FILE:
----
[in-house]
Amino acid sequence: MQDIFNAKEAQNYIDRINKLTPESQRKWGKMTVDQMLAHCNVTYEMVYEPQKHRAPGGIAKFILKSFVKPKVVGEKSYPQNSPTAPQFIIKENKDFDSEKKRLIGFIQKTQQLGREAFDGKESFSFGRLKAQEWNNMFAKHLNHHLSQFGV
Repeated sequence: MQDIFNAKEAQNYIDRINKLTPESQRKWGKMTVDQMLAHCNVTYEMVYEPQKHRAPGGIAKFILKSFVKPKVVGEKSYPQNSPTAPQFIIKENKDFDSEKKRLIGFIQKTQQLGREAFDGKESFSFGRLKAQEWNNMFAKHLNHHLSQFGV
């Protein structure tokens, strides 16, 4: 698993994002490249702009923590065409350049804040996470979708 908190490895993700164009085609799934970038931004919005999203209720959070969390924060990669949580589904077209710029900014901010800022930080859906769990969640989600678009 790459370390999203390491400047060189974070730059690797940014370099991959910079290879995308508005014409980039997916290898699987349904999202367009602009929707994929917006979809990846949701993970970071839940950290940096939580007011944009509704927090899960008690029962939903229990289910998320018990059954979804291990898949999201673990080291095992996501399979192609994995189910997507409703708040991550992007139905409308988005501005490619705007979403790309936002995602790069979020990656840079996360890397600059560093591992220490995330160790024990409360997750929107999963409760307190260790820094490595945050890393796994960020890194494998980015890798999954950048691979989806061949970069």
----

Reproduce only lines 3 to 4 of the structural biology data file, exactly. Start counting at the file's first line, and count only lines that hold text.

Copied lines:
Repeated sequence: MQDIFNAKEAQNYIDRINKLTPESQRKWGKMTVDQMLAHCNVTYEMVYEPQKHRAPGGIAKFILKSFVKPKVVGEKSYPQNSPTAPQFIIKENKDFDSEKKRLIGFIQKTQQLGREAFDGKESFSFGRLKAQEWNNMFAKHLNHHLSQFGV
């Protein structure tokens, strides 16, 4: 698993994002490249702009923590065409350049804040996470979708 908190490895993700164009085609799934970038931004919005999203209720959070969390924060990669949580589904077209710029900014901010800022930080859906769990969640989600678009 790459370390999203390491400047060189974070730059690797940014370099991959910079290879995308508005014409980039997916290898699987349904999202367009602009929707994929917006979809990846949701993970970071839940950290940096939580007011944009509704927090899960008690029962939903229990289910998320018990059954979804291990898949999201673990080291095992996501399979192609994995189910997507409703708040991550992007139905409308988005501005490619705007979403790309936002995602790069979020990656840079996360890397600059560093591992220490995330160790024990409360997750929107999963409760307190260790820094490595945050890393796994960020890194494998980015890798999954950048691979989806061949970069």